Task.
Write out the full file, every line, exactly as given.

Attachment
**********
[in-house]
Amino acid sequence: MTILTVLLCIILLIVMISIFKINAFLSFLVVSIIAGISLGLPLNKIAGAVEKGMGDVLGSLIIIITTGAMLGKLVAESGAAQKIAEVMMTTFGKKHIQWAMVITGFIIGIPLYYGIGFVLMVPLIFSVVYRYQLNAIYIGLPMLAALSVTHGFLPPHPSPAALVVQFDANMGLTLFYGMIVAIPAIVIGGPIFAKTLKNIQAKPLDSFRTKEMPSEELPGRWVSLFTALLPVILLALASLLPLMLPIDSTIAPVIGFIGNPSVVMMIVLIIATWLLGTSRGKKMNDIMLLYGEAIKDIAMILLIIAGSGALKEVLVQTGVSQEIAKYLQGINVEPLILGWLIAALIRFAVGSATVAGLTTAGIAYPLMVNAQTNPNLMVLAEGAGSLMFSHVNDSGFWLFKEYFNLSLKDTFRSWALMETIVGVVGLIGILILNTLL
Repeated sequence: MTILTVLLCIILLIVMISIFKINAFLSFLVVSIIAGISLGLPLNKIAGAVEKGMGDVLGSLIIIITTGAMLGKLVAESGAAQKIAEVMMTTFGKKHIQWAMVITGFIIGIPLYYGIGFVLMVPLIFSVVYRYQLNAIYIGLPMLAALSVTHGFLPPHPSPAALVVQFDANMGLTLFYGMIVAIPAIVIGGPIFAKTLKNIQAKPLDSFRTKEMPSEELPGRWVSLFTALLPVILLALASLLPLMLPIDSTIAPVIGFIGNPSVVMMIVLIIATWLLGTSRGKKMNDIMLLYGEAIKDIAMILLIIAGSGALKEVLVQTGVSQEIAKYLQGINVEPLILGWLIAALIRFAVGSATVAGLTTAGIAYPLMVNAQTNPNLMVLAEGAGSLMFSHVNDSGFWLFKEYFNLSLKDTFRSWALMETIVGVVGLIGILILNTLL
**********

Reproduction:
[in-house]
Amino acid sequence: MTILTVLLCIILLIVMISIFKINAFLSFLVVSIIAGISLGLPLNKIAGAVEKGMGDVLGSLIIIITTGAMLGKLVAESGAAQKIAEVMMTTFGKKHIQWAMVITGFIIGIPLYYGIGFVLMVPLIFSVVYRYQLNAIYIGLPMLAALSVTHGFLPPHPSPAALVVQFDANMGLTLFYGMIVAIPAIVIGGPIFAKTLKNIQAKPLDSFRTKEMPSEELPGRWVSLFTALLPVILLALASLLPLMLPIDSTIAPVIGFIGNPSVVMMIVLIIATWLLGTSRGKKMNDIMLLYGEAIKDIAMILLIIAGSGALKEVLVQTGVSQEIAKYLQGINVEPLILGWLIAALIRFAVGSATVAGLTTAGIAYPLMVNAQTNPNLMVLAEGAGSLMFSHVNDSGFWLFKEYFNLSLKDTFRSWALMETIVGVVGLIGILILNTLL
Repeated sequence: MTILTVLLCIILLIVMISIFKINAFLSFLVVSIIAGISLGLPLNKIAGAVEKGMGDVLGSLIIIITTGAMLGKLVAESGAAQKIAEVMMTTFGKKHIQWAMVITGFIIGIPLYYGIGFVLMVPLIFSVVYRYQLNAIYIGLPMLAALSVTHGFLPPHPSPAALVVQFDANMGLTLFYGMIVAIPAIVIGGPIFAKTLKNIQAKPLDSFRTKEMPSEELPGRWVSLFTALLPVILLALASLLPLMLPIDSTIAPVIGFIGNPSVVMMIVLIIATWLLGTSRGKKMNDIMLLYGEAIKDIAMILLIIAGSGALKEVLVQTGVSQEIAKYLQGINVEPLILGWLIAALIRFAVGSATVAGLTTAGIAYPLMVNAQTNPNLMVLAEGAGSLMFSHVNDSGFWLFKEYFNLSLKDTFRSWALMETIVGVVGLIGILILNTLL